November 24, 1998

White House considers plan for commission to carry out a bipartisan review

By Frank Davies, Herald Staff Writer
Published Tuesday, November 24, 1998, In The Miami Herald

WASHINGTON -- Emboldened by 21 senators and prominent Republicans calling for a thorough review of U.S. policy toward Cuba, White House officials are considering a proposal to create a bipartisan commission to do that -- despite the political risks involved.

Secretary of State Madeleine Albright plans to meet this morning with the three Cuban Americans in Congress to discuss U.S.-Cuba issues, and the recent push for a commission is sure to come up.

James Rubin, State Department spokesman, said Monday that ``we see some merit in the idea, provided the mandate and the membership and terms were discussed.''

Embargo's the key issue

For more than a month the White House has held a letter signed by 12 Republicans in the Senate and supported by former GOP officials, including three ex-secretaries of state -- Henry Kissinger, George Schultz and Lawrence Eagleburger. The essence of their message: Take a hard look at the U.S. embargo against Cuba and whether it is effective.

``More and more Americans are becoming concerned about the far-reaching effects of our policy on U.S. interests and the Cuban people,'' wrote Sen. John Warner, R-Va., in a letter to President Clinton signed by such conservative Republicans as Rick Santorum of Pennsylvania and Chuck Hagel of Nebraska.

Sandy Berger, Clinton's national security advisor, said recently that Warner's recommendation ``is under review.'' A spokesman for Vice President Al Gore, Tom Rosshirt, said Monday that Gore and other members of the administration's foreign policy team are carefully studying it.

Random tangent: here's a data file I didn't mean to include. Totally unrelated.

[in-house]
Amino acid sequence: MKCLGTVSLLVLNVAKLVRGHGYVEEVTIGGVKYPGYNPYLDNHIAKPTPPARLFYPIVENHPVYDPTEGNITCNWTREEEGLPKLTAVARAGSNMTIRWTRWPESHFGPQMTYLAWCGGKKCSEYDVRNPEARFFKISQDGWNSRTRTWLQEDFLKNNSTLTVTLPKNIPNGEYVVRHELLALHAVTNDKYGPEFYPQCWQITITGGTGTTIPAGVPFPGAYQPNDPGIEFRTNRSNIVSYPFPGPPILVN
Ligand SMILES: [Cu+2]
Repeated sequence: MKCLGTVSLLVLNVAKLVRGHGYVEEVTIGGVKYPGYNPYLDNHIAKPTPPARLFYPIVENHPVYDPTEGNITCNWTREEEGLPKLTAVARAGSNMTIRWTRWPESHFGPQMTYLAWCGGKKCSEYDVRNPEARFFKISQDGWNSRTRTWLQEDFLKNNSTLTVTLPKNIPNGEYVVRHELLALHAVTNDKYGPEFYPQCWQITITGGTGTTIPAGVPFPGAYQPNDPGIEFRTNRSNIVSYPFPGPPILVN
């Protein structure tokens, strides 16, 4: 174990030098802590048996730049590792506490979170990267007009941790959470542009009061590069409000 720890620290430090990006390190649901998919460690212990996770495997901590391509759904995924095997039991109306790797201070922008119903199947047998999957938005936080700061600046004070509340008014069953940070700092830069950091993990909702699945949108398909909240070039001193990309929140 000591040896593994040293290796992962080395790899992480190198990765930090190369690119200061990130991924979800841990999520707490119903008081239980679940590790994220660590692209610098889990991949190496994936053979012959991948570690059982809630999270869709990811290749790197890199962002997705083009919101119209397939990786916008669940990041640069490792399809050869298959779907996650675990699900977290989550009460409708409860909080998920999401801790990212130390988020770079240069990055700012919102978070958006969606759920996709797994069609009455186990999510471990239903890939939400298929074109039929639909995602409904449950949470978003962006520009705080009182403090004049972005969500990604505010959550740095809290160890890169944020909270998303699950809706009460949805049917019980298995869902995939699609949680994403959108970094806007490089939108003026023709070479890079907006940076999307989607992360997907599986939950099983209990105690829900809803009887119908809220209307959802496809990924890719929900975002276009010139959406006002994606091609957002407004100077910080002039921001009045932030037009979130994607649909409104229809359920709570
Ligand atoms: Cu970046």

Economic agenda alleged

But the three Cuban Americans in the House say that the idea for a commission comes with an economic agenda -- corporate interests, represented by Kissinger and other Republicans, coveting the Cuban market. Kissinger, for example, sits on the board of Continental Grain, which sent executives to Cuba in March to attend a business summit with government officials.

``The people pushing this have big dollar signs on their foreheads,'' said Rep. Ileana Ros-Lehtinen, a Miami Republican.

Rep. Bob Menendez, a New Jersey Democrat, noted that many of the Republican senators who signed the letter are from agricultural states where farming interests don't want to be shut out of Cuba.

Possible political cost

Menendez also cited a political cost if the Democratic administration takes any move away from a hard line on Cuba: ``I don't see any point in us [Democrats] just chalking off Florida and New Jersey and still having a good chance of winning'' the next presidential election.

Rep. Lincoln Diaz-Balart, a Miami Republican, said, ``Gore clearly has the power to stop this commission.''

Some students of Cuba policy say, however, that the time may be right for a shift in policy -- and a commission backed by high-profile Republicans may be the way to do it.

`The timing is good'

``The timing is good, and this would give the administration the political cover it needs,'' said Shawn Malone, the associate director of the Caribbean Project at Georgetown University. ``The mere creation of a commission would not hurt Gore if they did it in a balanced way.''

Sen. Bob Graham, the Florida Democrat with close ties to the White House, doesn't think any major shift in policy is imminent. And he said that Cuba issues, such as the Helms-Burton Act tightening economic pressure on the island, have been thoroughly debated in Congress.

``What is it about Cuba policy that warrants this unique method, outside normal channels, to handle it?'' he said Monday. ``I don't see it.''

Some of the backers of the commission say the embargo is a relic that has failed to dislodge Castro, and that such a panel could study a wide range of policy options dispassionately.

And one former high-ranking official in the Bush administration, Brent Scowcroft, said in a recent interview that Cuba ``is a domestic issue for the United States and not a foreign policy issue.

``It focuses more on votes in Florida than it does on what to do with Castro,'' said Scowcroft, Bush's national security advisor. ``We're not going to kill him with the embargo.''

Donna Leinwand of The Herald's Washington Bureau contributed to this report.

Copyright © 1998 The Miami Herald


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